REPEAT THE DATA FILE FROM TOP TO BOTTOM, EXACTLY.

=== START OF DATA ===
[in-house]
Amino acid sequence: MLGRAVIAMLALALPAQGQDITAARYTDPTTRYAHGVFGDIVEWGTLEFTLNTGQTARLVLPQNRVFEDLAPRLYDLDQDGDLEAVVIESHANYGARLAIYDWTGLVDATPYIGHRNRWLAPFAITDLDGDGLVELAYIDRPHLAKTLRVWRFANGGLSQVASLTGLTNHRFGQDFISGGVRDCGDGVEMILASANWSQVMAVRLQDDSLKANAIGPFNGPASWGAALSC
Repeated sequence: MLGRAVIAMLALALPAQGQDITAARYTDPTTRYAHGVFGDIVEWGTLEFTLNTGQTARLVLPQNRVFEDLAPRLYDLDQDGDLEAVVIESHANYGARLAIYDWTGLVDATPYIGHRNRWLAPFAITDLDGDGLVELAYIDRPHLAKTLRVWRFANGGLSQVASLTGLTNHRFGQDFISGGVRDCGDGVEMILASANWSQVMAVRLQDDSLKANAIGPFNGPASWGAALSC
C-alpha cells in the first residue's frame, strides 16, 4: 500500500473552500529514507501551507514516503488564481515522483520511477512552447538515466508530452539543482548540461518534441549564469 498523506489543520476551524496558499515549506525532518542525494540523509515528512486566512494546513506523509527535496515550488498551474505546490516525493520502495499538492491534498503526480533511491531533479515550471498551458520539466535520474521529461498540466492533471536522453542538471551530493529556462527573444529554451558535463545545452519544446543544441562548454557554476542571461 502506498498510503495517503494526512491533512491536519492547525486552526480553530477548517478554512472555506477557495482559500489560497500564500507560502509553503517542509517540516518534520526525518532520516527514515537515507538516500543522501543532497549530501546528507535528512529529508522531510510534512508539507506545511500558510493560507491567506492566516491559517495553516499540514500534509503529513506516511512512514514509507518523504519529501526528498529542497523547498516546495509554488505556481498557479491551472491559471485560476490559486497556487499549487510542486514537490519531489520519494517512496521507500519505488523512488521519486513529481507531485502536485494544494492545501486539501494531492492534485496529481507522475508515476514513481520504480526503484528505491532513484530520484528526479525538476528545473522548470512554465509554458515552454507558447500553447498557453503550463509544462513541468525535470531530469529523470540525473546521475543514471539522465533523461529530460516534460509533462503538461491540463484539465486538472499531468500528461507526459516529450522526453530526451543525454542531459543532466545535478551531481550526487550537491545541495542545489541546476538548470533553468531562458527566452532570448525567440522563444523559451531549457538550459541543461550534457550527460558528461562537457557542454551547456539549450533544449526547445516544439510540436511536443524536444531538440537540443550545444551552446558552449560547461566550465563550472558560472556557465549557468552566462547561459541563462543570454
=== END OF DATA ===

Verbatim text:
[in-house]
Amino acid sequence: MLGRAVIAMLALALPAQGQDITAARYTDPTTRYAHGVFGDIVEWGTLEFTLNTGQTARLVLPQNRVFEDLAPRLYDLDQDGDLEAVVIESHANYGARLAIYDWTGLVDATPYIGHRNRWLAPFAITDLDGDGLVELAYIDRPHLAKTLRVWRFANGGLSQVASLTGLTNHRFGQDFISGGVRDCGDGVEMILASANWSQVMAVRLQDDSLKANAIGPFNGPASWGAALSC
Repeated sequence: MLGRAVIAMLALALPAQGQDITAARYTDPTTRYAHGVFGDIVEWGTLEFTLNTGQTARLVLPQNRVFEDLAPRLYDLDQDGDLEAVVIESHANYGARLAIYDWTGLVDATPYIGHRNRWLAPFAITDLDGDGLVELAYIDRPHLAKTLRVWRFANGGLSQVASLTGLTNHRFGQDFISGGVRDCGDGVEMILASANWSQVMAVRLQDDSLKANAIGPFNGPASWGAALSC
C-alpha cells in the first residue's frame, strides 16, 4: 500500500473552500529514507501551507514516503488564481515522483520511477512552447538515466508530452539543482548540461518534441549564469 498523506489543520476551524496558499515549506525532518542525494540523509515528512486566512494546513506523509527535496515550488498551474505546490516525493520502495499538492491534498503526480533511491531533479515550471498551458520539466535520474521529461498540466492533471536522453542538471551530493529556462527573444529554451558535463545545452519544446543544441562548454557554476542571461 502506498498510503495517503494526512491533512491536519492547525486552526480553530477548517478554512472555506477557495482559500489560497500564500507560502509553503517542509517540516518534520526525518532520516527514515537515507538516500543522501543532497549530501546528507535528512529529508522531510510534512508539507506545511500558510493560507491567506492566516491559517495553516499540514500534509503529513506516511512512514514509507518523504519529501526528498529542497523547498516546495509554488505556481498557479491551472491559471485560476490559486497556487499549487510542486514537490519531489520519494517512496521507500519505488523512488521519486513529481507531485502536485494544494492545501486539501494531492492534485496529481507522475508515476514513481520504480526503484528505491532513484530520484528526479525538476528545473522548470512554465509554458515552454507558447500553447498557453503550463509544462513541468525535470531530469529523470540525473546521475543514471539522465533523461529530460516534460509533462503538461491540463484539465486538472499531468500528461507526459516529450522526453530526451543525454542531459543532466545535478551531481550526487550537491545541495542545489541546476538548470533553468531562458527566452532570448525567440522563444523559451531549457538550459541543461550534457550527460558528461562537457557542454551547456539549450533544449526547445516544439510540436511536443524536444531538440537540443550545444551552446558552449560547461566550465563550472558560472556557465549557468552566462547561459541563462543570454